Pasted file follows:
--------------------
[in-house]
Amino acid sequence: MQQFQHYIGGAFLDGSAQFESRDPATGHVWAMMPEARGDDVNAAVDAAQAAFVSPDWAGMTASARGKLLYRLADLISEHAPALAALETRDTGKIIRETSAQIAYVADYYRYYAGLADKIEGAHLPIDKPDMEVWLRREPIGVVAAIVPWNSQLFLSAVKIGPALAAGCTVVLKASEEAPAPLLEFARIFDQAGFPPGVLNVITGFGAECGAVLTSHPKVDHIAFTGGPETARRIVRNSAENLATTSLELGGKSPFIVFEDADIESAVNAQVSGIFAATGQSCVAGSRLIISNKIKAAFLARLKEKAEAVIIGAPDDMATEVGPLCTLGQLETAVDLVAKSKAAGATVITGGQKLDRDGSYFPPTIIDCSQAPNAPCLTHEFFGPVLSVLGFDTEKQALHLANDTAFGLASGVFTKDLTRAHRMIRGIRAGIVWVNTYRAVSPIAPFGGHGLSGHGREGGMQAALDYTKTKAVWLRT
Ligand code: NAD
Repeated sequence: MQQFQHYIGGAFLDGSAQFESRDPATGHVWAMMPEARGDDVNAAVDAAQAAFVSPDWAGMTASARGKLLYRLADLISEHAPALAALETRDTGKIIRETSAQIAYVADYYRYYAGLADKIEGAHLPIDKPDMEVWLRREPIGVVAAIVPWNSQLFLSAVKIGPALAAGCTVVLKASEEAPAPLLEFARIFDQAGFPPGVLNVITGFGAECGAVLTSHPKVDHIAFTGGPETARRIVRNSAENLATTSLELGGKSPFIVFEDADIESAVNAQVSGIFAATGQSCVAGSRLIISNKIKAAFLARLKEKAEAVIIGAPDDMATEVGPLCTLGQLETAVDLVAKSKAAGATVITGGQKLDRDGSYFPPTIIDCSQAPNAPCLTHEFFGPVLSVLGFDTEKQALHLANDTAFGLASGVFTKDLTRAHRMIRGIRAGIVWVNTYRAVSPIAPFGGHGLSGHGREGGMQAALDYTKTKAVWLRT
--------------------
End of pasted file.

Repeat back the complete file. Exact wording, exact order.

[in-house]
Amino acid sequence: MQQFQHYIGGAFLDGSAQFESRDPATGHVWAMMPEARGDDVNAAVDAAQAAFVSPDWAGMTASARGKLLYRLADLISEHAPALAALETRDTGKIIRETSAQIAYVADYYRYYAGLADKIEGAHLPIDKPDMEVWLRREPIGVVAAIVPWNSQLFLSAVKIGPALAAGCTVVLKASEEAPAPLLEFARIFDQAGFPPGVLNVITGFGAECGAVLTSHPKVDHIAFTGGPETARRIVRNSAENLATTSLELGGKSPFIVFEDADIESAVNAQVSGIFAATGQSCVAGSRLIISNKIKAAFLARLKEKAEAVIIGAPDDMATEVGPLCTLGQLETAVDLVAKSKAAGATVITGGQKLDRDGSYFPPTIIDCSQAPNAPCLTHEFFGPVLSVLGFDTEKQALHLANDTAFGLASGVFTKDLTRAHRMIRGIRAGIVWVNTYRAVSPIAPFGGHGLSGHGREGGMQAALDYTKTKAVWLRT
Ligand code: NAD
Repeated sequence: MQQFQHYIGGAFLDGSAQFESRDPATGHVWAMMPEARGDDVNAAVDAAQAAFVSPDWAGMTASARGKLLYRLADLISEHAPALAALETRDTGKIIRETSAQIAYVADYYRYYAGLADKIEGAHLPIDKPDMEVWLRREPIGVVAAIVPWNSQLFLSAVKIGPALAAGCTVVLKASEEAPAPLLEFARIFDQAGFPPGVLNVITGFGAECGAVLTSHPKVDHIAFTGGPETARRIVRNSAENLATTSLELGGKSPFIVFEDADIESAVNAQVSGIFAATGQSCVAGSRLIISNKIKAAFLARLKEKAEAVIIGAPDDMATEVGPLCTLGQLETAVDLVAKSKAAGATVITGGQKLDRDGSYFPPTIIDCSQAPNAPCLTHEFFGPVLSVLGFDTEKQALHLANDTAFGLASGVFTKDLTRAHRMIRGIRAGIVWVNTYRAVSPIAPFGGHGLSGHGREGGMQAALDYTKTKAVWLRT